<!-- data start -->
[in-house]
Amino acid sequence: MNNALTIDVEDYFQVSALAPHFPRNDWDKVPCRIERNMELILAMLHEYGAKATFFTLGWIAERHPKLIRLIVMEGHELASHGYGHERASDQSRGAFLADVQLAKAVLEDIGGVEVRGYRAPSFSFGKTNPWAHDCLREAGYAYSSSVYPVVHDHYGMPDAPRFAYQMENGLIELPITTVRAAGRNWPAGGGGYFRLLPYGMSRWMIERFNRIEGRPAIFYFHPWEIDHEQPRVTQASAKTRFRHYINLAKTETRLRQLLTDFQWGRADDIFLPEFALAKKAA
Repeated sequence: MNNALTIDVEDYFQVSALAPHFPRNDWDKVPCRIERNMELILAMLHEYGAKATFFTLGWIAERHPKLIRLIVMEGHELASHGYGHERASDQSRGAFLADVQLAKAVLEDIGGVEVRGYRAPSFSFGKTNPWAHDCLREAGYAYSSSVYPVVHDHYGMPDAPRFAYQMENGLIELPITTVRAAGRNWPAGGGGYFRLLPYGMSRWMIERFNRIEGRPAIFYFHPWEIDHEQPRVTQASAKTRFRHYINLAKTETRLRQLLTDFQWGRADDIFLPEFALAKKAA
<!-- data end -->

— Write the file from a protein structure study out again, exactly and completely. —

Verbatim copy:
[in-house]
Amino acid sequence: MNNALTIDVEDYFQVSALAPHFPRNDWDKVPCRIERNMELILAMLHEYGAKATFFTLGWIAERHPKLIRLIVMEGHELASHGYGHERASDQSRGAFLADVQLAKAVLEDIGGVEVRGYRAPSFSFGKTNPWAHDCLREAGYAYSSSVYPVVHDHYGMPDAPRFAYQMENGLIELPITTVRAAGRNWPAGGGGYFRLLPYGMSRWMIERFNRIEGRPAIFYFHPWEIDHEQPRVTQASAKTRFRHYINLAKTETRLRQLLTDFQWGRADDIFLPEFALAKKAA
Repeated sequence: MNNALTIDVEDYFQVSALAPHFPRNDWDKVPCRIERNMELILAMLHEYGAKATFFTLGWIAERHPKLIRLIVMEGHELASHGYGHERASDQSRGAFLADVQLAKAVLEDIGGVEVRGYRAPSFSFGKTNPWAHDCLREAGYAYSSSVYPVVHDHYGMPDAPRFAYQMENGLIELPITTVRAAGRNWPAGGGGYFRLLPYGMSRWMIERFNRIEGRPAIFYFHPWEIDHEQPRVTQASAKTRFRHYINLAKTETRLRQLLTDFQWGRADDIFLPEFALAKKAA